We’re in deep sh** no matter who gets in. They’re liars. They make up all this sh** and they never follow through with it.
Hasn’t it always been that way, though?
Yeah, it’s always been that way. JFK was a favorite of mine, I used to play golf with him when he was a senator. He didn’t have to worry about helping people that were giving him all that money. He had all the money he wanted from his dad.
Did you know Joe DiMaggio? Because if you did, that makes two guys you knew who slept with Marilyn Monroe.
I had an opportunity to work with Joe when we were both in Oakland. I was in sales and doing a little coaching. Joe was in public relations for Finley [legendary maverick Oakland A's owner Charlie Finley]. . . . Joe was a very quiet man. Very, very, very quiet man. You always wondered how he married Marilyn Monroe, he was so quiet. I used to say he must have the biggest dick in the town. [DiMaggio] was a great player. When I was a kid, I’d watch him when he’d hit against Bob Feller and go five-for-five in Yankee Stadium . . . In those days, I never worried about autographs. I used to walk down along the dugouts when they were hitting at batting practice just to be able to see their faces so that when I was listening to it on radio I could know how they looked. Today, they’ve got the television, which is a great help.
You had an interesting broadcasting career working with Harry Caray, didn’t you?
The [Chicago] White Sox general manager offered me an audition with Harry, so I worked three games with him, and boy, they liked it and they gave me a contract and I worked with Harry for seven years. It was really a great experience because Harry taught me an awful lot about radio. He said to me, “You know the game, say it.” Harry and I were working for the last place team for three years, and a great writer for the [Chicago] Tribune, Mike Royko, was putting together a show and he asked Harry and I to go on. All of a sudden, Royko says to me, “Why are these wives trying to get you fired?” The wives were going to the sponsors to try to get me fired because I was telling the truth. I said, “Well, they don’t know anything about that. They’re a bunch of horny broads.” If you ask people in Chicago now, they’ll say we’re the best announcers they ever had together, because we’d be needling each other. One time I said to Harry, “Did you pay your alimony, Harry?” And he said, “Yeah . . . Did you take your pills today?” because I was all excited about something. [laughs] He was a great baseball man. He knew the game. Some of these analysts today are right, but they talk too much. They go on and on. The game is on the field, not in your mouth . . . Baseball makes a life for a lot of people. Even though they are having trouble with the steroids, I can’t understand how the government can [get] involved in that stuff. . . They’ve already made new rules, and they’ve already set up situations where they would catch them. And it hasn’t hurt baseball attendance . . . baseball fans are great fans. It’s an easy game to understand. Soccer is so tough to understand. The only ones who understand it are the ones who play it. It’s great for kids. I think that’s why baseball is losing so much talent because they don’t have as many kids playing Little League and Pony League.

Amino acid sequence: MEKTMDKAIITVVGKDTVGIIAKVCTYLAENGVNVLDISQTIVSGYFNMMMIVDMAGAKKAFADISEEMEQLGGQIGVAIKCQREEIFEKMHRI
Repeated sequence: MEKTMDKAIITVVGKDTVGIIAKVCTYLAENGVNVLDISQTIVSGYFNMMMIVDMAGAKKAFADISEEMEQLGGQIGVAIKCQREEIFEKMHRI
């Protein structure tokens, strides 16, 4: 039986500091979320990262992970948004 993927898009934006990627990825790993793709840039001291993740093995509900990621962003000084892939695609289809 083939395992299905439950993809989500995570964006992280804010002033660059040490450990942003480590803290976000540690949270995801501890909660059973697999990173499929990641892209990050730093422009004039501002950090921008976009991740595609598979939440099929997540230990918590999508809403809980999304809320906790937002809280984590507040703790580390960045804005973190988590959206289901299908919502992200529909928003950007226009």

Were there any chemical boosts similar to steroids when you were playing?
We had greenies. They called them “greenies,” they were uppers and downers. You can say one thing: I didn’t need ‘em, I’ll tell you that! [laughs] As soon as I got out of bed in the morning, I was hopped! I didn’t take nothin’. If I had taken lithium, I don’t think I would have been as good a player. Because I had my own way of playing and my own knowledge of the game and knowing how to play the game and knowing how to think the game.
Did you really climb the backstop behind home plate one time, as Anthony Perkins did in Fear Strikes Out?
No, no. That was in the movie, Hollywood did that stuff. If I had thought of it, I would have done it. [Laughs] That was a terrible movie. They rewrote the whole book. The book is very accurate and makes sense.
I’m guessing you were not as nuts as Perkins portrayed you?
Well, Anthony Perkins was a fag. He was a nice guy, a great actor, but he was a fag. I’m the only guy that ever had his part played by a fag. And I have nothing against fags, either [laughs]. &
The Rickwood Classic will be held Wednesday, May 28, 12:35 p.m., at Rickwood Field. Admission is $9. For details call 988-3200, or visit www.barons.com.